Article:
After the seemingly indestructible Manny Pacquiao was gunned down by long-time rival Juan Manuel Marquez this past December, Floyd Mayweather Jr is now alone atop the mythical pound-for-pound mountain, but is “Money May” headed for a similar fate?
For years, Mayweather and Pacquiao shared the spotlight on their multi-division parallel journey, picking spots and winning world titles in an unprecedented number of weight classes, seemingly bound to a collision course that was all but certain to come to fistic fruition.
But a multitude of issues always managed to get in the way of what could have been the most lucrative boxing match in history until, inevitably, two consecutive loss suffered by Pacquiao buried the whole idea of a mega-fight with Mayweather.
Whether or not Pacquiao was the victim of a bad scoring, a lucky punch or the effects of taking shots over 18 years and ten weight classes, his situation simply reinforces the fact that if a fighter stays around long enough, a fall from grace is a foregone conclusion.
Which brings us to Mayweather.
The Michigan native will celebrate his 36th birthday in just over a month, and, given his lack of activity over the past five years, could Mayweather’s perfect record be nearing its expiration date?
The cracks in the facade have been showing over the past few bouts; a well past it Shane Mosley staggering Mayweather in their 2010 clash, Victor Ortiz achieving measures of success in on the inside he never would have produced against the prime version of Mayweather in 2011 and Miguel Cotto giving Mayweather his toughest fight in 10 years when the pair met in 2012.
On the other side of the coin, these results have come in part from Mayweather’s efforts to produce more offensive oriented, fan-friendly fights as the defensive master had long been accused of mounting safety first performances.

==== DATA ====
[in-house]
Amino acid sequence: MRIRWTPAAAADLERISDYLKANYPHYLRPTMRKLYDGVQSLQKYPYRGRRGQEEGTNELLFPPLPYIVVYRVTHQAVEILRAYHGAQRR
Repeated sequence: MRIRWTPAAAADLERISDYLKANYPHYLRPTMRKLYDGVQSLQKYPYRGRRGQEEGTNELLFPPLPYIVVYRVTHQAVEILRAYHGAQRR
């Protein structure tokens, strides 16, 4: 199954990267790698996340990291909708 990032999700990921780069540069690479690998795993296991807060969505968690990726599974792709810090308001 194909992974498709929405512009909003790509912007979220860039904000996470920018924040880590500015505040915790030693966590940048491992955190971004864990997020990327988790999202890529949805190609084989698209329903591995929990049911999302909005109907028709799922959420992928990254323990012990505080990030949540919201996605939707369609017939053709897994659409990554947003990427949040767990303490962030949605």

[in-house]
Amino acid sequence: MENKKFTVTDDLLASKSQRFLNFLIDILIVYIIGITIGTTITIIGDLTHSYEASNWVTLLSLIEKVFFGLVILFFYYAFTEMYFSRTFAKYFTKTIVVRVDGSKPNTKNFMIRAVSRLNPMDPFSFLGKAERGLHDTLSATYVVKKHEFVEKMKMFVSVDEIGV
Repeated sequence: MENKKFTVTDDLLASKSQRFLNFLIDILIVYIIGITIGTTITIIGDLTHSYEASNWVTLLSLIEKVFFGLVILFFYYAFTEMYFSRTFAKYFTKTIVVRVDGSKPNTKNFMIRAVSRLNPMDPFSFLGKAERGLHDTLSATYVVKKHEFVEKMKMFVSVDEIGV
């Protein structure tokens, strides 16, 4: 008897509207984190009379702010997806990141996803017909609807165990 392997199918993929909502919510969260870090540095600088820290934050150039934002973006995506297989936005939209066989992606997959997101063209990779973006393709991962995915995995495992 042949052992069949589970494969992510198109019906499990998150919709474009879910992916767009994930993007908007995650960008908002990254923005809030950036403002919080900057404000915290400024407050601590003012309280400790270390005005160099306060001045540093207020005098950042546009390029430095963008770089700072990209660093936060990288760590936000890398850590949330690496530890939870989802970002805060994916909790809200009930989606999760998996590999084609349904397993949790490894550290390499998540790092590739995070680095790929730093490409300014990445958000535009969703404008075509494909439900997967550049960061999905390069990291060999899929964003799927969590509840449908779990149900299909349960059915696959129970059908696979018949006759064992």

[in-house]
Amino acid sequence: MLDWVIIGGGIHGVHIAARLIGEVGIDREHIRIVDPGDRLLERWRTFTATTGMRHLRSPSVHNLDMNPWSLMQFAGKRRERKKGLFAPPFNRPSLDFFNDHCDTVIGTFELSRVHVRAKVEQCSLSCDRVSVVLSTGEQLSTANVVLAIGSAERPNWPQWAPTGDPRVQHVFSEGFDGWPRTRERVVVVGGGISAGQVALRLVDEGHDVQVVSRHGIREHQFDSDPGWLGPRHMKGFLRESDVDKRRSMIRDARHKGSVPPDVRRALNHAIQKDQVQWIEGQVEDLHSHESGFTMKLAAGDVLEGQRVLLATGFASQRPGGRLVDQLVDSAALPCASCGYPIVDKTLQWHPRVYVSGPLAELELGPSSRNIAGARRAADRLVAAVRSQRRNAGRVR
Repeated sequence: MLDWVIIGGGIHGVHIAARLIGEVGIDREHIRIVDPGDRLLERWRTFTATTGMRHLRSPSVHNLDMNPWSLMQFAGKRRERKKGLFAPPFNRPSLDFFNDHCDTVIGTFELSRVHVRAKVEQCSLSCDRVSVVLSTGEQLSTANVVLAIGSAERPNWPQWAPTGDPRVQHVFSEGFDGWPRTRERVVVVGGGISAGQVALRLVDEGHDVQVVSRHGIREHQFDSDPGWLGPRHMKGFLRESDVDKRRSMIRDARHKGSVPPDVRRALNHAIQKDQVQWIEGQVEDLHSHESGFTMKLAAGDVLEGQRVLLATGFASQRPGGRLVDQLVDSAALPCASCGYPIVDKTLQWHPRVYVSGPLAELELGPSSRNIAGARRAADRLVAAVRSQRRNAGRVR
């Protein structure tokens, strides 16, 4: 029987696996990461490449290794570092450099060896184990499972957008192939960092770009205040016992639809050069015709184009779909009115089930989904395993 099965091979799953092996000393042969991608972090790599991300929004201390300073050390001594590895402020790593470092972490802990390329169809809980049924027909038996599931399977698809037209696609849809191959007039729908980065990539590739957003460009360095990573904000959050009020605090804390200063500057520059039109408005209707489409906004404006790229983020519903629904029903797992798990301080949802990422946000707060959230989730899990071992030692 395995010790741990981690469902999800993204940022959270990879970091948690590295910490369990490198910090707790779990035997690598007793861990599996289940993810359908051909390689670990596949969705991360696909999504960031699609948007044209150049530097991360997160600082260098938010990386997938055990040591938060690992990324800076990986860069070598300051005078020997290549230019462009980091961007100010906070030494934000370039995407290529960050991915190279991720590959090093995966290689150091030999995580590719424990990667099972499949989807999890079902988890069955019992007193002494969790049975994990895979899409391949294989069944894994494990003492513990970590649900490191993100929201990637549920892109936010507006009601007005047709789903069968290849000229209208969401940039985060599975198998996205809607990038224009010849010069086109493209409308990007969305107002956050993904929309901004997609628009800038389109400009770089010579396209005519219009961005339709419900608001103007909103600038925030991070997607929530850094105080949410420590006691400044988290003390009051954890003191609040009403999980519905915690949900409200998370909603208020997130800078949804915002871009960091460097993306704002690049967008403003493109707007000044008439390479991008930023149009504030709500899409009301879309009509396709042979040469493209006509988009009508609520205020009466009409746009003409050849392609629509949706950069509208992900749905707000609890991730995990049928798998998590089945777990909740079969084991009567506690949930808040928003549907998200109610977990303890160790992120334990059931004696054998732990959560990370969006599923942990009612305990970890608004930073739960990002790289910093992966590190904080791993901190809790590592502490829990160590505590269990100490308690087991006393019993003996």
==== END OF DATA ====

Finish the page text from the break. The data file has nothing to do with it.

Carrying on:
Mayweather’s next fight is scheduled for May 4, Cinco de Mayo weekend, and if rumor is prove correct, the opponent will be Mexican-American southpaw Robert Guerrero.
Ironically, Guerrero, is also a big weight class jumper, having held titles at featherweight, super feather, light welter and welterweight.
The 29 year old spent 2012 displaying his ability to compete at 147 pounds by pounding out hard-fought wins against Selcuk Aydin and Andre Berto.
Most likley, the Mayweather camp sees Guerrero as a stepping stone to a Cinco de Mayo 2014 fight against WBC light middle king Saul Alvarez, who, not surprisingly, is also on the May 4, 2013 fight card.
If Mayweather does indeed face off against Guerrero, it should be an interesting match but the outcome will rest solely on which strategy that “Pretty Boy” Floyd brings to the table.
If he uses his boxing skills to maintain distance and make Guerrero pay for his inevitable misses, Mayweather shouldn’t have much trouble with the hard-nosed Californian.
But, with a huge potential payday against Alvarez hanging in the balance for 2014, it’s hard to see Mayweather taking a safety-first stance against Guerrero.
And if that turns out to be the case, Mayweather will be taking a very big gamble by standing in front of Guerrero and fighting what essentially is the other man’s fight.
Guerrero will definitely take a lot pf punches against Mayweather, but the Gilroy native has proven his chin at welterweight and, barring a bad cut, will be moving forward for all 12 rounds.
This puts Mayweather in a grueling affair with a younger, willful opponent and the later rounds could either provide the reigning WBA light middle king
with a flagging opponent to be picked apart or an antagonist that can’t be put off.
Will Mayweather avoid the Pacquiao outcome or will his perfect record come crashing down?
Stay tuned; this will be interesting.